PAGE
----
Dr. Direk Limmathurotsakul is Associate Professor in the Department of Tropical Hygiene. He holds a Doctor of Medicine degree from Chulalongkorn University, Thailand, an M.Sc. in Medical Statistics from London School of Hygiene and Tropical Medicine, and a Ph.D. in Life and Biomolecular Sciences from Open University, United Kingdom. Dr. Direk is an international authority on melioidosis, an often-fatal infectious disease caused by bacteria Burkholderia pseudomallei.



Melioidosis, an often-fatal infectious disease caused by Gram-negative bacteria Burkholderia pseudomallei, is one of Direk’s main research areas. He demonstrated for the first time that ingestion and inhalation are important infection routes for melioidosis in northeast Thailand, and developed the first evidence-based guidelines for the prevention of melioidosis for people living in endemic areas. He is also a chair of International Melioidosis Society [IMS] (http://www.melioidosis.info). Direk recently estimated there to be 165,000 human melioidosis cases per year worldwide, of which 89,000 (57%) die (Nature Microbiology 2016). Using this work, Direk has convened and contributed to a number of meetings between researchers and policy makers in multiple countries, including Thailand, Vietnam, Malaysia, Cambodia, Indonesia, India, Sri Lanka, Bangladesh and Brazil. Supported by an attention of public health officials and policy makers, actions are being taken to improve diagnosis, treatment and prevention of melioidosis in many tropical countries.

Antimicrobial resistance is also one of Direk’s main research areas. By integrating routinely collected data from a range of databases, he estimated that around 19,000 excess deaths are caused by multi-drug resistant bacteria in Thailand each year (eLife 2016). He also shows that under-use of bacterial cultures is a critical issue in low and middle-income countries, and that may lead to an underestimate and underreporting of the incidence of antimicrobial-resistant infections (AJTMH 2017). These findings suggest that more studies with a systematic approach and appropriate statistical modeling are need to be done in other low- and middle-income countries (LMICs), especially in countries where microbiological laboratories are readily available and routinely used. Further work is also needed to identify where resources and attentions are most needed to effectively fight against antimicrobial resistance in LMICs.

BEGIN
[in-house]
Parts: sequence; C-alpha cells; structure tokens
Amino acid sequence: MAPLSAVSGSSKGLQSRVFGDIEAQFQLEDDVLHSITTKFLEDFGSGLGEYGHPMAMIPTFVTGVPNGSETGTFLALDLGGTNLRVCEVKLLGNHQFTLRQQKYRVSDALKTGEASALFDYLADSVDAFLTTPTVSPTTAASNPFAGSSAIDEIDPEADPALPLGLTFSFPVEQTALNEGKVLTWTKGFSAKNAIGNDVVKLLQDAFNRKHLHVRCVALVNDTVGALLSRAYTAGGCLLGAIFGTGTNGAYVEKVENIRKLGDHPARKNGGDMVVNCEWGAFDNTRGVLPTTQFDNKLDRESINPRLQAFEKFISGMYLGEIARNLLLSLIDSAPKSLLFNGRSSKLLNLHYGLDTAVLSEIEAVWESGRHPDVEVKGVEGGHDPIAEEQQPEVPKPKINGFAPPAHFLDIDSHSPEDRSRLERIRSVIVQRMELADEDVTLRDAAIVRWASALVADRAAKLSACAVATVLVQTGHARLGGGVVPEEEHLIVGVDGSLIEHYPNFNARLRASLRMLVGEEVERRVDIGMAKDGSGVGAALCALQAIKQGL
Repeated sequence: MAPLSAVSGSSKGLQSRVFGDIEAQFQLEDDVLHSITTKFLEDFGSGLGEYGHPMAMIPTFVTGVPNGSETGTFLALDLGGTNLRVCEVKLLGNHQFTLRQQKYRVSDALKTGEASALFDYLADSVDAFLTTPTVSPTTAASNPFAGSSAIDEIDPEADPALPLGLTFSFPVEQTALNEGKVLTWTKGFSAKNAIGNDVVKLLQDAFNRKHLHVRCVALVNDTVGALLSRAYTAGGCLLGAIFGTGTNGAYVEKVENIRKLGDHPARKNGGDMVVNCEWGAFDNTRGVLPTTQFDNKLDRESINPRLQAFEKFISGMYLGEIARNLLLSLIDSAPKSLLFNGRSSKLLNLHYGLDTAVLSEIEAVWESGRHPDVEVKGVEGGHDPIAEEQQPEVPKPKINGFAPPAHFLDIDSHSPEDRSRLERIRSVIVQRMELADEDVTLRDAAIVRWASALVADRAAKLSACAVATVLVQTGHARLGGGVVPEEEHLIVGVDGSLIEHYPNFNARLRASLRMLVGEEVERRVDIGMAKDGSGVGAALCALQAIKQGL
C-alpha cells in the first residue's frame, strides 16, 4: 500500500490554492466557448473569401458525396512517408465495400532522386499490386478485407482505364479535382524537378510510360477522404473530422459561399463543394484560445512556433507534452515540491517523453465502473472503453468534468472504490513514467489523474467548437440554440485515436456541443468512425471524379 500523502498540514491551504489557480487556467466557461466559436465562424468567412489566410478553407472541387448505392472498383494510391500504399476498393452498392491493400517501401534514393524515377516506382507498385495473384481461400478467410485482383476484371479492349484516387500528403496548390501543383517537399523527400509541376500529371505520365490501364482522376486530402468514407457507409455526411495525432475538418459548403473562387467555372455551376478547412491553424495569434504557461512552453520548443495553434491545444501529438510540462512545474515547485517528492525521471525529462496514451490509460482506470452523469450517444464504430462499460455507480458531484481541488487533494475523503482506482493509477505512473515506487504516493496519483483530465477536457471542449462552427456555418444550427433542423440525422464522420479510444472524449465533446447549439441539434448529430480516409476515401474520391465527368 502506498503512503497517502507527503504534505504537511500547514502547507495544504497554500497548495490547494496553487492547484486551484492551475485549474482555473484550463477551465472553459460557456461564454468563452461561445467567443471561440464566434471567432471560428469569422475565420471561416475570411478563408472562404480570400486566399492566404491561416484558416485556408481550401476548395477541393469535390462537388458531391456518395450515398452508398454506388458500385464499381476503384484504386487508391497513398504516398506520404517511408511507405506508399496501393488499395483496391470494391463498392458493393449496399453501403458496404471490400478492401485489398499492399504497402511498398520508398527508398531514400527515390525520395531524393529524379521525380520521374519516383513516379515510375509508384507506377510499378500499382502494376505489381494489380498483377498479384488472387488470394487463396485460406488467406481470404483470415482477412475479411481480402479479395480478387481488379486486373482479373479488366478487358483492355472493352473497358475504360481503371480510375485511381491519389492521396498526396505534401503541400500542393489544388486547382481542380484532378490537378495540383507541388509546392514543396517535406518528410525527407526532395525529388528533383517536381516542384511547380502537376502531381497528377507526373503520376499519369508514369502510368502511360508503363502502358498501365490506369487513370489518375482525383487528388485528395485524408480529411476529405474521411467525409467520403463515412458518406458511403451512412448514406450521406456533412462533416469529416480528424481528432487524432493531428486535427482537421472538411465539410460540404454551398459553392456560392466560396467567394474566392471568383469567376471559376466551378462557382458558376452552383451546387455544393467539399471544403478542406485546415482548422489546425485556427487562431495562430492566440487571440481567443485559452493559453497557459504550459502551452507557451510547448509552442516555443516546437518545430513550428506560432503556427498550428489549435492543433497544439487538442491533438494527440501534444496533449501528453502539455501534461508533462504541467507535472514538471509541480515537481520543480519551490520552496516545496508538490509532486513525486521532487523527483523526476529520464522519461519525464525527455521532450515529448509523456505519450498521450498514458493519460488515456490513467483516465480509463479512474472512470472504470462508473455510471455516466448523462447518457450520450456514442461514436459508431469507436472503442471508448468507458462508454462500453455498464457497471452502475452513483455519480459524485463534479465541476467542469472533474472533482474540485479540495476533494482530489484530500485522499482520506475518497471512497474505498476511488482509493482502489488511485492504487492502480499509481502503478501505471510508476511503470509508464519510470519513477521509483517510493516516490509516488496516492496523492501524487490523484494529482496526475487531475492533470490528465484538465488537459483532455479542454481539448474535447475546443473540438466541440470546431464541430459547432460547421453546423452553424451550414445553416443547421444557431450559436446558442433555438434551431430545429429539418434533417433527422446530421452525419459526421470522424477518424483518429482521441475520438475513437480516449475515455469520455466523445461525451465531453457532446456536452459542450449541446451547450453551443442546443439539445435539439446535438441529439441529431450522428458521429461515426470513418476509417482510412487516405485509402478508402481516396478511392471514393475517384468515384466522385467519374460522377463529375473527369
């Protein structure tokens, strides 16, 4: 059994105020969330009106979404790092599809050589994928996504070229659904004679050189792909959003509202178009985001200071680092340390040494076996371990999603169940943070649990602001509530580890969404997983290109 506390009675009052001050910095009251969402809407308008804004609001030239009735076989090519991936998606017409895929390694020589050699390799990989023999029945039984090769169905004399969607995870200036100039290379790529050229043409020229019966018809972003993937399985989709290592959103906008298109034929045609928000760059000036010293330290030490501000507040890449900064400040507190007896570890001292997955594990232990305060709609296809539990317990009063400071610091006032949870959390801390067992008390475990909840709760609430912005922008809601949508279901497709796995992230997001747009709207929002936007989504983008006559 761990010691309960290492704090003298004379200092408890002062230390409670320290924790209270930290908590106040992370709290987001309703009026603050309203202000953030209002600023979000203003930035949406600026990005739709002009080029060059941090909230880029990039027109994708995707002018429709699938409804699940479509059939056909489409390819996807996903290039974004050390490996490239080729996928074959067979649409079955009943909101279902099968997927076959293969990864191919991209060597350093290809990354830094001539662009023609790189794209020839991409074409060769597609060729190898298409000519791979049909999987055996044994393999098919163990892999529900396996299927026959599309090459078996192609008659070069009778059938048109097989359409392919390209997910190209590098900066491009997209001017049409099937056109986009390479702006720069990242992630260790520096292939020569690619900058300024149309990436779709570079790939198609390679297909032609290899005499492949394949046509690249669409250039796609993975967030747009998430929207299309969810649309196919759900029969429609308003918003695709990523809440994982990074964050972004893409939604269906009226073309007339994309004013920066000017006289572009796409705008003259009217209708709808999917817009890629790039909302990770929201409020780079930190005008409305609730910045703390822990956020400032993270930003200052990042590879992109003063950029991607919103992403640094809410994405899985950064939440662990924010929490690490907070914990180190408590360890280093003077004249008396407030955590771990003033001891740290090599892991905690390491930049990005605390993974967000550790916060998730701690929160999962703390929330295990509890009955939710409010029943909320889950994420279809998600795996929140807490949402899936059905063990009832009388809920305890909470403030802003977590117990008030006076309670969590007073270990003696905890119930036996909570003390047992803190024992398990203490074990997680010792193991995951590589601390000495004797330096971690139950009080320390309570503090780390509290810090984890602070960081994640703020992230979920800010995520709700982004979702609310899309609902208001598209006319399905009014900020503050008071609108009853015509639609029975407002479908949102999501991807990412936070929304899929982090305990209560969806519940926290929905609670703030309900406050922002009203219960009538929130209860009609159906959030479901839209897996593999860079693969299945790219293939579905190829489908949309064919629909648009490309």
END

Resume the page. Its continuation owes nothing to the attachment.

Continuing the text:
Direk advocates the concept of ‘antibiotic footprint’ as a tool to communicate to the public the magnitude of antibiotic use in humans, animals and industry. Antibiotic footprint could be estimated by combining the total amount of antibiotics consumed by humans and animals in the country (www.antibioticfootprine.net). His team also developed an offline, open-access and easy-to-use application that allows a hospital to perform data analysis on AMR independently (http://mice.tropmedres.ac/amass.aspx). To support communication with lay people and solve a problem of jargon surrounding AMR in local languages, Direk also initiated the AMR Dictionary (www.amrdictionary.net).

Direk is also an expert in Bayesian statistics and statistics for evaluating diagnostic tests. He developed a user-friendly open-access web-based application, http://mice.tropmedres.ac, that allows general researchers to apply imperfect gold standard Bayesian latent class models to their own data sets.

Ongoing Research Project(s)



2000 M.D. Chulalongkorn University, Thailand
2008 Ph.D. (Life and Biomolecular sciences) Open University, UK
2009 M.Sc. (Medical Statistics) LSHTM, UK

Research of Expertise

  • Medical statistics
  • Antimicrobial Resistance (AMR)
  • Melioidosis

Diseases Covered/Research Area

  • Melioidosis
  • Antimicrobial resistance (AMR)

Scopus ID